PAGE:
“Stop blaming the children,” said Harriet Minter in the Guardian, implying that employers are discriminating against women with children.
There is little doubt that having children has a significant impact on women’s earnings. The gender pay gap appears just at the point in the age distribution when many women have children.
This data from Debra Leaker’s ONS study reinforces the point. She found that the gender pay gap increased with the number of children. Having more children has little effect on men’s pay but quite a lot on that of women. Furthermore, among single people of all ages, there was no gender pay gap at all.
This is pre-recession data (I’d be interested to know if anyone has done a similar analysis since) but it probably still holds true. Children have more of an impact on women’s pay than men’s.
Some of this may be due to discrimination but other factors are at work here. The data show that the pay gap is steepest at the higher income levels. High paying jobs tend to be with bigger organisations, the ones with sharp-eyed HR and diversity departments and therefore most likely to spot any unfair practices. That doesn’t mean that deliberate discrimination against women with children is impossible but it does make it that bit less likely.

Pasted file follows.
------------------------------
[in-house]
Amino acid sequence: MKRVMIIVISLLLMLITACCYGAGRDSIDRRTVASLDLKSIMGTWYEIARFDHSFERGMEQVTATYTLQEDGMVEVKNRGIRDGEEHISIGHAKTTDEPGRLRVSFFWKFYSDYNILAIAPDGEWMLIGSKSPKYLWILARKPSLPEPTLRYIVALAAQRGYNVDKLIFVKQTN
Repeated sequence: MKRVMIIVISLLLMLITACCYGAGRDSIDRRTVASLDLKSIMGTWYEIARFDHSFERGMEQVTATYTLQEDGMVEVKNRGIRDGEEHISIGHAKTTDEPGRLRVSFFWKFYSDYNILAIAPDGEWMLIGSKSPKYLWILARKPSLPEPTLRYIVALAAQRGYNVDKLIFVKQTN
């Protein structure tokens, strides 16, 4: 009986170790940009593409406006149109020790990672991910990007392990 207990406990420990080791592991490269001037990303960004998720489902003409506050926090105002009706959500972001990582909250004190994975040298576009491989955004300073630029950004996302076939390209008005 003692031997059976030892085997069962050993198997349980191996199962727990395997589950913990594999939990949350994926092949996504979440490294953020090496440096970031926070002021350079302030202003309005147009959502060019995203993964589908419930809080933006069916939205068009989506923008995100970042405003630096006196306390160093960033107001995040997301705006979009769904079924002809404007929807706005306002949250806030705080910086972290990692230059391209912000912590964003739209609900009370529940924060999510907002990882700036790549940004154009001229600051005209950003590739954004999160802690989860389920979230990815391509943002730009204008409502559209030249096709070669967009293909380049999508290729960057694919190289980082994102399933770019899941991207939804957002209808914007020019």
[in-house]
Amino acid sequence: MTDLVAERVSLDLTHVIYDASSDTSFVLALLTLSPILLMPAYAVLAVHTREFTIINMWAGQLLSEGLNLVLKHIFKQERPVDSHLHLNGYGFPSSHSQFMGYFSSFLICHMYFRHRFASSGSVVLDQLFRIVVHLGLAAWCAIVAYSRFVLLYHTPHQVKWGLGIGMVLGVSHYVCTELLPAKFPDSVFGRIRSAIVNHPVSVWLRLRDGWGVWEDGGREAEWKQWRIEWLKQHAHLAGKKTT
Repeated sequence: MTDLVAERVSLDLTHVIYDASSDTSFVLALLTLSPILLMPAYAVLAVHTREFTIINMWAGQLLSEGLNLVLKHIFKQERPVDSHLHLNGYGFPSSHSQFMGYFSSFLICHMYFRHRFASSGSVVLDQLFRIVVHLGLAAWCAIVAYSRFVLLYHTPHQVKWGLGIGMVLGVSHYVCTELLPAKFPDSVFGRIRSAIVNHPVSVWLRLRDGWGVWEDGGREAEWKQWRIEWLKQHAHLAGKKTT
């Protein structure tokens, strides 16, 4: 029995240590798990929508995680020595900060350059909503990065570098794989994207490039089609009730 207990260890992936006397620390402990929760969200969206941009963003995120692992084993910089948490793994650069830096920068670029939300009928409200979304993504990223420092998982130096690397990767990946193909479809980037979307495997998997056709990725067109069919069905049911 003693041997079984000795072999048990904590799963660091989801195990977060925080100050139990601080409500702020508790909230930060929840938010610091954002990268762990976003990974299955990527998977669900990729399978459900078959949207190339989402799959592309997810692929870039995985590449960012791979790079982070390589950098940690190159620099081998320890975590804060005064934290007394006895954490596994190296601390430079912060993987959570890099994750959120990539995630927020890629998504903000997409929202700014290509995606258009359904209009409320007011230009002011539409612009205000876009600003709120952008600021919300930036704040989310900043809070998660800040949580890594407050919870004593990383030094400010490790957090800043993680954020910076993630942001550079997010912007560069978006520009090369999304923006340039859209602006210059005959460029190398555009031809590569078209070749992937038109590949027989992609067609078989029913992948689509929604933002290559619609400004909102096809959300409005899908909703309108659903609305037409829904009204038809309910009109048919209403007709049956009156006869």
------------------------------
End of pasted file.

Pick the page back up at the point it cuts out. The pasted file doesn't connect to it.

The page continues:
The motherhood pay gap has as much to do with women ruling themselves out of high paying jobs, simply by being the ones who take on most of the childcare responsibilities. As the Women & Work Commission said:
Women, particularly women with children, tend to have shorter commuting times than men which limits the range of jobs available to them. This potentially leads to the crowding of women into those jobs available locally, and in either case, depresses wages.
On average, women who have children have a quicker journey to work than women without children. The travel-to-work time of women with more than two children is half that of their male counterparts.
Women often want shorter commuting times than men if they have children to drop off and pick up. Also, for women working part time, it does not make financial sense to commute long distances.
It also noted:
The difference between the commuting time for men and women is largest in London.